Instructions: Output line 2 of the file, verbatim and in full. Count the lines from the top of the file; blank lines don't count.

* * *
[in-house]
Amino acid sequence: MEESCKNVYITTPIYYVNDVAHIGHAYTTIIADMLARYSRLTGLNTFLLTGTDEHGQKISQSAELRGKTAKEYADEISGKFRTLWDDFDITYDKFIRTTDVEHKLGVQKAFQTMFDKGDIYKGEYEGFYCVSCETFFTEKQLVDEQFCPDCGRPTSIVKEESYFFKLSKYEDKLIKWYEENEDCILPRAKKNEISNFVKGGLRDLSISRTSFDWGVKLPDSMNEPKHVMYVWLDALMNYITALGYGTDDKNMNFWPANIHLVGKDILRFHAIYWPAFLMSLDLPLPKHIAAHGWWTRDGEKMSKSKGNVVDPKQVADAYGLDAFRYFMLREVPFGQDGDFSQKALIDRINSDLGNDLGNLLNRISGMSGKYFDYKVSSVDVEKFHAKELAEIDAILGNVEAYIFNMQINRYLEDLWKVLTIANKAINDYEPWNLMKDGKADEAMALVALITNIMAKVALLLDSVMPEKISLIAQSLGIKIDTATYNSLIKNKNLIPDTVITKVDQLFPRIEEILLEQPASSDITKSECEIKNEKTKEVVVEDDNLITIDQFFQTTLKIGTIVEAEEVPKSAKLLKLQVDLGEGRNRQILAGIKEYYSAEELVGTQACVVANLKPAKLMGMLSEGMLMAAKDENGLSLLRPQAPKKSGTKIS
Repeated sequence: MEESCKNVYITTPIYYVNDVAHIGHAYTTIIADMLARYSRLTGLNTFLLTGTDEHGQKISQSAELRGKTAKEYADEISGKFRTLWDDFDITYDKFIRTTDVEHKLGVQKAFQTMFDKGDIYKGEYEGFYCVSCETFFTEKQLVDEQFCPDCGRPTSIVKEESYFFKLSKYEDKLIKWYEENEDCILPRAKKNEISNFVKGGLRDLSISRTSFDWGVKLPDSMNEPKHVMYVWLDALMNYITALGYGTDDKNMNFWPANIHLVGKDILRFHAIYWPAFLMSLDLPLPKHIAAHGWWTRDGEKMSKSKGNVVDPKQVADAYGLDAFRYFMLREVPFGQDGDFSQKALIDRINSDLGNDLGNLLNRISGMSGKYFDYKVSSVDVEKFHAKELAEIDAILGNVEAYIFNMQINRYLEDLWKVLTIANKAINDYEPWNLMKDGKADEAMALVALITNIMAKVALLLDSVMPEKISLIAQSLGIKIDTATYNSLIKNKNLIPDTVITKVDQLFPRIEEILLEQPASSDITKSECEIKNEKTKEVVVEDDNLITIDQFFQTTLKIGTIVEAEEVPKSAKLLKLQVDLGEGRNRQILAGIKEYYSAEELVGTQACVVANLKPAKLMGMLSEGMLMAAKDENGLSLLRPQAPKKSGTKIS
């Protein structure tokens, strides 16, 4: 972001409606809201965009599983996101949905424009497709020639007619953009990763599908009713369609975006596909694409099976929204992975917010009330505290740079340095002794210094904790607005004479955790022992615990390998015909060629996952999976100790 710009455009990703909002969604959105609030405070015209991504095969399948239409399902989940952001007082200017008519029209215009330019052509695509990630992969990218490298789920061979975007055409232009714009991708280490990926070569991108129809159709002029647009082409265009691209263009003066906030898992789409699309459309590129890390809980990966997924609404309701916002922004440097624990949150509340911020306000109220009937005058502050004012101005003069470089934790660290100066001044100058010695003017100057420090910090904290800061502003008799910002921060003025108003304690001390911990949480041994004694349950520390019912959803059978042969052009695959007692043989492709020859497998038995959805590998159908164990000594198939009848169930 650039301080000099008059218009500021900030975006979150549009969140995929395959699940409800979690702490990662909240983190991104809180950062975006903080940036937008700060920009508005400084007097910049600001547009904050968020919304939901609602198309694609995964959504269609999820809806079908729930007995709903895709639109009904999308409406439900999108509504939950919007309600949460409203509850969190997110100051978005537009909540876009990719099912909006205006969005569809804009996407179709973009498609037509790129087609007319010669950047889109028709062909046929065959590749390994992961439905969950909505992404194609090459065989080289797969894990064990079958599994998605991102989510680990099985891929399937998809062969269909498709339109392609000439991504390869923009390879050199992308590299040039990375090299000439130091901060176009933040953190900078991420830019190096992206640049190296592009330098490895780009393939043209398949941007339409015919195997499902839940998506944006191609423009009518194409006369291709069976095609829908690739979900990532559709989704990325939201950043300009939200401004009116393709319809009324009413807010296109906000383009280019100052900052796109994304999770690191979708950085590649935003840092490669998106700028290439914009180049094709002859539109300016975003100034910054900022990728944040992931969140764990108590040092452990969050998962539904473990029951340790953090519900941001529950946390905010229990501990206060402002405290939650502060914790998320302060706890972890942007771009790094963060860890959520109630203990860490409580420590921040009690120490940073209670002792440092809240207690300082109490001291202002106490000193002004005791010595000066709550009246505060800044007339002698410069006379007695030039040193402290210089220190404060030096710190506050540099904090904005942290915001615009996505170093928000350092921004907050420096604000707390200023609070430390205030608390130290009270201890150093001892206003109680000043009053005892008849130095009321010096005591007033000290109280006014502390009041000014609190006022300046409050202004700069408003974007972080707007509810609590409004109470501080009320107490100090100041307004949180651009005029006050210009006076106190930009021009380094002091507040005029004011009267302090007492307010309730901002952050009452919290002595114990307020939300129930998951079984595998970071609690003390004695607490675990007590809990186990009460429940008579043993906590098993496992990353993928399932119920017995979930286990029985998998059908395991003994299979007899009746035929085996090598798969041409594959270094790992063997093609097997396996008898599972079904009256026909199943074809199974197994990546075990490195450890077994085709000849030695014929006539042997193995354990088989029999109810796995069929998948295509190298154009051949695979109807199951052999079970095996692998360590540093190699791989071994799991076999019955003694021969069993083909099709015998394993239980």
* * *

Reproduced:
Amino acid sequence: MEESCKNVYITTPIYYVNDVAHIGHAYTTIIADMLARYSRLTGLNTFLLTGTDEHGQKISQSAELRGKTAKEYADEISGKFRTLWDDFDITYDKFIRTTDVEHKLGVQKAFQTMFDKGDIYKGEYEGFYCVSCETFFTEKQLVDEQFCPDCGRPTSIVKEESYFFKLSKYEDKLIKWYEENEDCILPRAKKNEISNFVKGGLRDLSISRTSFDWGVKLPDSMNEPKHVMYVWLDALMNYITALGYGTDDKNMNFWPANIHLVGKDILRFHAIYWPAFLMSLDLPLPKHIAAHGWWTRDGEKMSKSKGNVVDPKQVADAYGLDAFRYFMLREVPFGQDGDFSQKALIDRINSDLGNDLGNLLNRISGMSGKYFDYKVSSVDVEKFHAKELAEIDAILGNVEAYIFNMQINRYLEDLWKVLTIANKAINDYEPWNLMKDGKADEAMALVALITNIMAKVALLLDSVMPEKISLIAQSLGIKIDTATYNSLIKNKNLIPDTVITKVDQLFPRIEEILLEQPASSDITKSECEIKNEKTKEVVVEDDNLITIDQFFQTTLKIGTIVEAEEVPKSAKLLKLQVDLGEGRNRQILAGIKEYYSAEELVGTQACVVANLKPAKLMGMLSEGMLMAAKDENGLSLLRPQAPKKSGTKIS